When Nelly first debuted nationally in summer 2000, he seemed like a novelty, but it quickly became apparent that he was, in fact, an exceptional artist, a rapper with truly universal appeal. He wasn’t from the East or West Coast, and wasn’t really from the Dirty South, either. Rather, Nelly was from St. Louis, a Midwestern city halfway between Minneapolis and New Orleans. His locale certainly informed his rapping style, which was as much country as urban, and his dialect as well, which was, similarly, as much Southern drawl as Midwestern twang. Plus, Nelly never shied away from a pop-rap approach, embracing a singalong vocal style that made his hooks incredibly catchy. As a result, Nelly became an exceptional rapper capable of crossing all boundaries, from the Dirty South to the TRL crowd and everything in between. His first hit, “Country Grammar (Hot…),” became a summer anthem, and many more hits followed. In particular, his popularity peaked in summer 2002, when he topped seemingly every Billboard chart possible with his Nellyville album and its lead single, “Hot in Herre.”
Nelly was born Cornell Haynes Jr. in St. Louis, where he encountered the street temptations so synonymous with rap artists. And like so many of his contemporaries, a change in circumstance at a pivotal time in his life may have changed the course of Nelly’s life. In his case, when he was a teenager, Nelly was taken away from those streets when his mother moved to nearby suburban University City. It was there that he shifted his attention to playing baseball, storytelling, and writing rhymes. With some high-school friends, Nelly formed the St. Lunatics, who scored a regional hit in 1996 with a self-produced single, “Gimmie What You Got.” Frustrated with failed attempts to land a record deal as a group, they collectively decided that Nelly would have a better chance as a single act. The rest of the group could follow with solo albums of their own.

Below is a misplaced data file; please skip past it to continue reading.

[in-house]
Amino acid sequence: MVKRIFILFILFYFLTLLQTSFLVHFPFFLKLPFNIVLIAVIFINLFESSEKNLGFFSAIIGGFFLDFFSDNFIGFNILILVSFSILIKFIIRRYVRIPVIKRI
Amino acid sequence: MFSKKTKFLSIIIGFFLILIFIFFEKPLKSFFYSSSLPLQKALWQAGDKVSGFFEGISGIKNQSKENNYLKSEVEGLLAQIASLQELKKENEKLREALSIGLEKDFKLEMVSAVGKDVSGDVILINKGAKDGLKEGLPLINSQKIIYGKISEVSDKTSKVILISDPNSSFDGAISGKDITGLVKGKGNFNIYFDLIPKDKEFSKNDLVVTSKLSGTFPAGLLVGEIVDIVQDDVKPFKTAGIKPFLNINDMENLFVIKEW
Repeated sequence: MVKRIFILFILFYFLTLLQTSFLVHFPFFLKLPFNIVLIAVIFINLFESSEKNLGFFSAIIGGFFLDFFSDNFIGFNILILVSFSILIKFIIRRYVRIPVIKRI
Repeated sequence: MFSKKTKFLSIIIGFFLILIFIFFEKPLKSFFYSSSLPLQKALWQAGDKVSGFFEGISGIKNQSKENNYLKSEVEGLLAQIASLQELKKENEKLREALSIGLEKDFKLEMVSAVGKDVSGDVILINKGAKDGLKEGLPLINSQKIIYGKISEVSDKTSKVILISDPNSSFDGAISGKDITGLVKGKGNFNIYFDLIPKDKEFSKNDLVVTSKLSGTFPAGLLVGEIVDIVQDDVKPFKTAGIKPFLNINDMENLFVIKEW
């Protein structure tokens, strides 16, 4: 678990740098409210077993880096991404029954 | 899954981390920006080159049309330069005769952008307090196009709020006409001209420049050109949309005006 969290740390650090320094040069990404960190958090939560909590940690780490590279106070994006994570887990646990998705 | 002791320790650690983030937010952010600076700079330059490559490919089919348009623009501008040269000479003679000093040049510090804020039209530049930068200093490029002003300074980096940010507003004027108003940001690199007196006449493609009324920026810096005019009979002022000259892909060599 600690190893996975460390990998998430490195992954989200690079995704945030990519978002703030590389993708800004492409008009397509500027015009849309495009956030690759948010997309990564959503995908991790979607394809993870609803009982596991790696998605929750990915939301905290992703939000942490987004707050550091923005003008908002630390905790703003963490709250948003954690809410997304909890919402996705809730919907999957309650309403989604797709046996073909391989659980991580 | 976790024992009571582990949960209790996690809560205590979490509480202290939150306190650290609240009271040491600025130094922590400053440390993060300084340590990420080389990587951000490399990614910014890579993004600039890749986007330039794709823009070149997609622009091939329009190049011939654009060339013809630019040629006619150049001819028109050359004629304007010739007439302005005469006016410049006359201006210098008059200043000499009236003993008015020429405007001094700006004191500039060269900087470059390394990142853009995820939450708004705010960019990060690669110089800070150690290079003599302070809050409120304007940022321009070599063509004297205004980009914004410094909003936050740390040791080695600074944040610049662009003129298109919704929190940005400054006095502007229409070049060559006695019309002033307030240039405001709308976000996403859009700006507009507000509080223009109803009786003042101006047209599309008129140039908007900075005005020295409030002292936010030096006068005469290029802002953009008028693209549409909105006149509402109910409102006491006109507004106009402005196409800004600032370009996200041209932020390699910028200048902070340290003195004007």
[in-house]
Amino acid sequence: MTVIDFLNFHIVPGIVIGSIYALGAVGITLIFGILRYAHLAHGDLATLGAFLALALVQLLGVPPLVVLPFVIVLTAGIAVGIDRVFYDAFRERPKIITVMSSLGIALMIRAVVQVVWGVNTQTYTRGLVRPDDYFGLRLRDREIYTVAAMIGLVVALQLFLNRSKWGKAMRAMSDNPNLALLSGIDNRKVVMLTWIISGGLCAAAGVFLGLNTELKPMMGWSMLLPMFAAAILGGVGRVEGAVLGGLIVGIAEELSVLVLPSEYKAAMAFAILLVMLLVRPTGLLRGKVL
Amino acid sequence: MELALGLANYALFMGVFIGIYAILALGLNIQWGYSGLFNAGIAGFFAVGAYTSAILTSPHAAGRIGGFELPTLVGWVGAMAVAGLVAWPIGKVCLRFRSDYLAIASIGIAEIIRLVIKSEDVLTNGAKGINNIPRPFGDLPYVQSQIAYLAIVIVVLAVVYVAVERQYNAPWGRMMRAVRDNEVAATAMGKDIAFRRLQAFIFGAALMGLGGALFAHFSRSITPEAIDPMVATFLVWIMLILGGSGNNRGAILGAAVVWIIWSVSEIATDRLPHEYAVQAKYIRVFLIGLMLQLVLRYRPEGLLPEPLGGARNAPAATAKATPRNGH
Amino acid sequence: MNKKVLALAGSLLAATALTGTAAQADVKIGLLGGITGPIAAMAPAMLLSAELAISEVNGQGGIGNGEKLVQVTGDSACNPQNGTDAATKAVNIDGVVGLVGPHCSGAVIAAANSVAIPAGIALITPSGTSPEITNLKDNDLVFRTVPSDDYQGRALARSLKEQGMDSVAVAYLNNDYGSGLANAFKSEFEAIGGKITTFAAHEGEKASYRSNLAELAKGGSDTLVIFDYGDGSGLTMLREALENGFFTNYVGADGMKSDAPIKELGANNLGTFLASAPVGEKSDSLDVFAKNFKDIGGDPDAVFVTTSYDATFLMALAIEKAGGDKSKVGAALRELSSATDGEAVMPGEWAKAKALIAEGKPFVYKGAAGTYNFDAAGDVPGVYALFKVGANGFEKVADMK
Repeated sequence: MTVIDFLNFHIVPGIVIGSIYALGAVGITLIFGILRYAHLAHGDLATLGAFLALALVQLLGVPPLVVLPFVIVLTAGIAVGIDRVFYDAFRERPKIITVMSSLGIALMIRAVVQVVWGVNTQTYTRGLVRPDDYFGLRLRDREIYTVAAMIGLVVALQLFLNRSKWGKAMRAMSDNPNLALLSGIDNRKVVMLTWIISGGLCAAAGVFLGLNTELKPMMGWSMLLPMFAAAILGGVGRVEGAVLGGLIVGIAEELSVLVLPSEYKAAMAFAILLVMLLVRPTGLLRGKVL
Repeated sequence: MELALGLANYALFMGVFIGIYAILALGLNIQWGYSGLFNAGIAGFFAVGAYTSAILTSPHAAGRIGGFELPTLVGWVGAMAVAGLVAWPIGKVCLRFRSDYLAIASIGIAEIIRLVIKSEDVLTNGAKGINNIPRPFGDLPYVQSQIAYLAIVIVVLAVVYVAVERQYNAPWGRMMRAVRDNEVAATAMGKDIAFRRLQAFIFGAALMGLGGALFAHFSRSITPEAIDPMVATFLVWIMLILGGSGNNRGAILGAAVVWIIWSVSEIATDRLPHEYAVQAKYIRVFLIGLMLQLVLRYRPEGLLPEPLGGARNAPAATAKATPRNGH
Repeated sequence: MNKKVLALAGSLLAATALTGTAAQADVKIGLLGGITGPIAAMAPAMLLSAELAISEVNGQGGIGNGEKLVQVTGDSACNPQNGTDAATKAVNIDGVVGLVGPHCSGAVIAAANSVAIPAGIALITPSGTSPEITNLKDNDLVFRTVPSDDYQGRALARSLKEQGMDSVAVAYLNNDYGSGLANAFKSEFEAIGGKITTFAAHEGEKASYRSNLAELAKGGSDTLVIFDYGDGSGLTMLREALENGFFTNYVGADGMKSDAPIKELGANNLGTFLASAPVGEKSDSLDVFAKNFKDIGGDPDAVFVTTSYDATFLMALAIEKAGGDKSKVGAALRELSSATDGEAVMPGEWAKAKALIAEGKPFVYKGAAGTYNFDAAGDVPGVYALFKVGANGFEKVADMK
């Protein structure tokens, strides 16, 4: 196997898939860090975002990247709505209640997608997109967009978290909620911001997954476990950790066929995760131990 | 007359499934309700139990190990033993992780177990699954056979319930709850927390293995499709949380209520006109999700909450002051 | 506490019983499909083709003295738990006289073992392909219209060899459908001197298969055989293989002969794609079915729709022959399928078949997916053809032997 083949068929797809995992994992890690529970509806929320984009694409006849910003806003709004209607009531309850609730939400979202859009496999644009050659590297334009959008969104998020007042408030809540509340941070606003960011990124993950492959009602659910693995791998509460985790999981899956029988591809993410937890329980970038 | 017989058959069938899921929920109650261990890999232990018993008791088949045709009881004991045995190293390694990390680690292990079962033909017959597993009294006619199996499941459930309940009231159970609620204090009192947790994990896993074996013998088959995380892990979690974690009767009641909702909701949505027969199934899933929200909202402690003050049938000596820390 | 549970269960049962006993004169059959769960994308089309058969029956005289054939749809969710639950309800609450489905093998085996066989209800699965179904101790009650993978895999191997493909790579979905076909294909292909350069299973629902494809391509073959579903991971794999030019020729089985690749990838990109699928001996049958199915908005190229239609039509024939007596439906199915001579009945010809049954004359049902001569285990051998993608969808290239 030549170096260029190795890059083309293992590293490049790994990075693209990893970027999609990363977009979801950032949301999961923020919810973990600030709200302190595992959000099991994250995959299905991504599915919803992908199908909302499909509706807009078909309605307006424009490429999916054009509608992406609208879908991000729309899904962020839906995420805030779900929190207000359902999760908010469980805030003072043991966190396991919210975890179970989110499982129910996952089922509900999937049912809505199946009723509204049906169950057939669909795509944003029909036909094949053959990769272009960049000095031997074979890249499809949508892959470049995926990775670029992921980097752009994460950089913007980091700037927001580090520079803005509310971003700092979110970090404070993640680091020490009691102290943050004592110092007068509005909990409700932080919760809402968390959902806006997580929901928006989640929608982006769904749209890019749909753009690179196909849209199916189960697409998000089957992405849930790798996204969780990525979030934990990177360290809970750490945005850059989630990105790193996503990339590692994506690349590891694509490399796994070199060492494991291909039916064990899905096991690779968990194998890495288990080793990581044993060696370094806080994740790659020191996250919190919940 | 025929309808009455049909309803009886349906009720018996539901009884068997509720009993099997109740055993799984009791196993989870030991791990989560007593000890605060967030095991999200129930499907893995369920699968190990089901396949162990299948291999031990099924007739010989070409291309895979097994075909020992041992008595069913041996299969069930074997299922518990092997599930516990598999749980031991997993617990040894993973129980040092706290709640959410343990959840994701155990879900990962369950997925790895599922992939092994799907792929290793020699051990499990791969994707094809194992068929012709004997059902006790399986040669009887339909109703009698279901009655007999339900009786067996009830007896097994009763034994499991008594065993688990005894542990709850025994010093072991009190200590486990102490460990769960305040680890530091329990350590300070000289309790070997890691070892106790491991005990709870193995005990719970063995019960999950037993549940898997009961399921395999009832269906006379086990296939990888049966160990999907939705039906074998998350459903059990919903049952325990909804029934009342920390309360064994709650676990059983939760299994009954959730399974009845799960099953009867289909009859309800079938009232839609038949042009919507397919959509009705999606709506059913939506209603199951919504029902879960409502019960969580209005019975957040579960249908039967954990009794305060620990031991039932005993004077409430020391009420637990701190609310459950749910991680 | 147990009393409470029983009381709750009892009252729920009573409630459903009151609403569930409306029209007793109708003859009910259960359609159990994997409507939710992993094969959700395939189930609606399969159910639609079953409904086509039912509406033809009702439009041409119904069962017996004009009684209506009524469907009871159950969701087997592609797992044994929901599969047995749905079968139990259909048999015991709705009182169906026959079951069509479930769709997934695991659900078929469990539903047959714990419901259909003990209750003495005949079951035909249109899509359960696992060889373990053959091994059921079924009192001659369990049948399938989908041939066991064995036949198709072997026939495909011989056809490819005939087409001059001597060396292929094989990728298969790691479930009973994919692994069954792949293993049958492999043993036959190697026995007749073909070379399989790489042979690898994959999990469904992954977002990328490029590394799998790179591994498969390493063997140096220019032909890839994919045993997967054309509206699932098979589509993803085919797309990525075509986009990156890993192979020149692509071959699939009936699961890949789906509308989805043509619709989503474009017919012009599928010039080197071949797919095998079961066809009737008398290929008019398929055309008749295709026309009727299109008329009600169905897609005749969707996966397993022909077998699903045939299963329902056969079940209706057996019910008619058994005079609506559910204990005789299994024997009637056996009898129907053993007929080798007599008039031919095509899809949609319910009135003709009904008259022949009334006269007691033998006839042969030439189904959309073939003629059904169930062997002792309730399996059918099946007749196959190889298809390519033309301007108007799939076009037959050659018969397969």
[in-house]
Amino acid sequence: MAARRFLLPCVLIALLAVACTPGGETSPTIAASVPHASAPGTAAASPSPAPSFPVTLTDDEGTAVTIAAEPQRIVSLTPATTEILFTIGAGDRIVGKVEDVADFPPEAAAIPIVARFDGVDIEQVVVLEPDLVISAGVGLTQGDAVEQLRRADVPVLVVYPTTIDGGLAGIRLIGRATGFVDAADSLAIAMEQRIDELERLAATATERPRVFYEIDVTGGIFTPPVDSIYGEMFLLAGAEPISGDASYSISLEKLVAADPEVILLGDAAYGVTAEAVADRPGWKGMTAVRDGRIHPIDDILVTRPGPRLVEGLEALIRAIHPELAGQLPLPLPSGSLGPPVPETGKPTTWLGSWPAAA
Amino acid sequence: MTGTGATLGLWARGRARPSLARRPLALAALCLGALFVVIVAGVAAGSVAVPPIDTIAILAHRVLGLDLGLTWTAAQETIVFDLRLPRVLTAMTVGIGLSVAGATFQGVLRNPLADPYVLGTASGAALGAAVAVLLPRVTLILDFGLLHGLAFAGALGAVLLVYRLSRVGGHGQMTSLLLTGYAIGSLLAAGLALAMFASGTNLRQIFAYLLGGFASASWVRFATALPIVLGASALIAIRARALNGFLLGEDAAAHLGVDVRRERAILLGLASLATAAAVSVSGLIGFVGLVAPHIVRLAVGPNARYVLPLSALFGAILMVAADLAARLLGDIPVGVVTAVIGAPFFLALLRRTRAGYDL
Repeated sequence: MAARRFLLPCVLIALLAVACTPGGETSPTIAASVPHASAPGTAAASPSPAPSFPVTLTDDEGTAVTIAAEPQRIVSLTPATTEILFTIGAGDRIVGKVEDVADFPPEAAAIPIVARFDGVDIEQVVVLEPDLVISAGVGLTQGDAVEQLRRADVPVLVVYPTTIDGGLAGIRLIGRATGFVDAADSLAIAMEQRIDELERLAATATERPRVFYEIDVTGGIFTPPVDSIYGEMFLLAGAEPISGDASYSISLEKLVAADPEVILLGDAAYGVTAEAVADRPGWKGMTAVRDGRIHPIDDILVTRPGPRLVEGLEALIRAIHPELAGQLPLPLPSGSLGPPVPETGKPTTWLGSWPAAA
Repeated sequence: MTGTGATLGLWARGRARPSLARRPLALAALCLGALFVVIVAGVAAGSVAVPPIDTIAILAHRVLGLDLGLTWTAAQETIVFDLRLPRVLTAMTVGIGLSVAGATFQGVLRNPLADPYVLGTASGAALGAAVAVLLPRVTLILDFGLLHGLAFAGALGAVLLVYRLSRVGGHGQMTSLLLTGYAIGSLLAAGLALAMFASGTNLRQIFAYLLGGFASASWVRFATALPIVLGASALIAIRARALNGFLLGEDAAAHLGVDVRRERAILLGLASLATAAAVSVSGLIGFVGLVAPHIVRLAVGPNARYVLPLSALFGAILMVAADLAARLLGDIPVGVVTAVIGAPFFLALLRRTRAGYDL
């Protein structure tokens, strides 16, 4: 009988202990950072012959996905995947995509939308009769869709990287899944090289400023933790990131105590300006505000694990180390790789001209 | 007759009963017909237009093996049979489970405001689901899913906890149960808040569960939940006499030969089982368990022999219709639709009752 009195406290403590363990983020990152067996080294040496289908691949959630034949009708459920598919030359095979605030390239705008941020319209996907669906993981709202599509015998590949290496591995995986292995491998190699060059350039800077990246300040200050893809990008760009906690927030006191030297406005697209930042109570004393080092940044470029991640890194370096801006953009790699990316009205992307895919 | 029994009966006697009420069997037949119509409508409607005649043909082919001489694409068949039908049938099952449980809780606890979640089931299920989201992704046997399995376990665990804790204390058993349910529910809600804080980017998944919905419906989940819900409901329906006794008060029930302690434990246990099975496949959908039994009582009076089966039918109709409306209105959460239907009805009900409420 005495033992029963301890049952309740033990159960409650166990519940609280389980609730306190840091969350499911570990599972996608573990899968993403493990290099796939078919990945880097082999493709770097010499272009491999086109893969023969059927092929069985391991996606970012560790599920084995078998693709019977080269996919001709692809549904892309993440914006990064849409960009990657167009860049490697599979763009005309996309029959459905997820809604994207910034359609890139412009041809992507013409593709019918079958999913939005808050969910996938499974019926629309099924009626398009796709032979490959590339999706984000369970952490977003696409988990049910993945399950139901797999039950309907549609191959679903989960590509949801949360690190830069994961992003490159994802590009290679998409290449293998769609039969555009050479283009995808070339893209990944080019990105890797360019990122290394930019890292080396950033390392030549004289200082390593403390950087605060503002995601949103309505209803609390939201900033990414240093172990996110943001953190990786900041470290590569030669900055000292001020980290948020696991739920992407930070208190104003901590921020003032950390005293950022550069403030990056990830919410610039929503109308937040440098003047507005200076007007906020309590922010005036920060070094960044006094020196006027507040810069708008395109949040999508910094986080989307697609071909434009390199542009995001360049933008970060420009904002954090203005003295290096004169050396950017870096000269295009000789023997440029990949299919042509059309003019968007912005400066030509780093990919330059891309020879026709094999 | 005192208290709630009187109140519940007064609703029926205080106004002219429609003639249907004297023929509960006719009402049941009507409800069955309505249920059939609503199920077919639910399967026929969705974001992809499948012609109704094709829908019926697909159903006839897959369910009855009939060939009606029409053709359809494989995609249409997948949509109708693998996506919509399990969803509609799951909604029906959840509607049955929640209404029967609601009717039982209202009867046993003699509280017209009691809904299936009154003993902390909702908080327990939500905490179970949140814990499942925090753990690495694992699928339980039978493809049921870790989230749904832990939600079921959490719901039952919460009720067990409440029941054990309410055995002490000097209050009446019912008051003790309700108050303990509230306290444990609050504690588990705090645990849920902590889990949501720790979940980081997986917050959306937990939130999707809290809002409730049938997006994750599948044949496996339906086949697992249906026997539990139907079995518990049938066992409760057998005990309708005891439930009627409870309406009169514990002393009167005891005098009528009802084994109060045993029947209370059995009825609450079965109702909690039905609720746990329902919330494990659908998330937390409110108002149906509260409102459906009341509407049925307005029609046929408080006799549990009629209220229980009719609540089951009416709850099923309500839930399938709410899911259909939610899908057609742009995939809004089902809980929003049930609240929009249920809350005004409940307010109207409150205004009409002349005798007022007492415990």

The gamble paid off, and soon Nelly caught the attention of Universal, who released his debut album, Country Grammar, in 2000. What distinguished Nelly’s take on rap from others was his laid-back delivery, deliberately reflecting the distinctive language and Southern tone of the Midwest. The album featured contributions from the St. Lunatics as well as the Teamsters, Lil’ Wayne, and Cedric the Entertainer, and spent seven weeks on top of the U.S. album charts. All along, Nelly’s goal was to put his hometown of St. Louis and the St. Lunatics on the hip-hop map. Though Nelly had become a star as a solo artist as planned, he said that he is and always will be a member of the St. Lunatics, a collective that also includes Big Lee, Kyjuan, Murphy Lee, and City Spud. Nelly fulfilled his promise in 2001 with the release of Free City, the debut St. Lunatics album featuring the hit single “Midwest Swing.”
The following summer Nelly returned with his second album, Nellyville, and lived up to his self-proclaimed “#1” billing. The album topped the Billboard album chart while the Neptunes-produced lead single, “Hot in Herre,” remained atop the singles chart. In all, Nelly impressively held the number one spot on ten different Billboard charts the week of Nellyville’s release. Few rap artists could boast such numbers, and Nelly surely savored his number one status, particularly after being dismissed as a novelty two summers earlier when he debuted. You could call him a pop-rapper if you liked, but you surely couldn’t challenge his number one status. After all, his hit streak continued unabated, with “Iz U” (from his stopgap Derrty Versions remix album) and “Shake Ya Tailfeather” (from the Bad Boys II soundtrack) keeping him in the spotlight while he readied his double-disc Sweatsuit project (following the lead of OutKast and R. Kelly, who had both recently released very successful two-disc sets). The seperately released double album dropped in fall 2004, preceded perfectly by a pair of red-hot singles: “My Place” (a slow jam) and “Flap Your Wings” (a club jam). A stroke of commercial (and to an extent, creative) genius, the superstar-laced project catapulted Nelly back atop the pop-rap world, where his presence was peerless.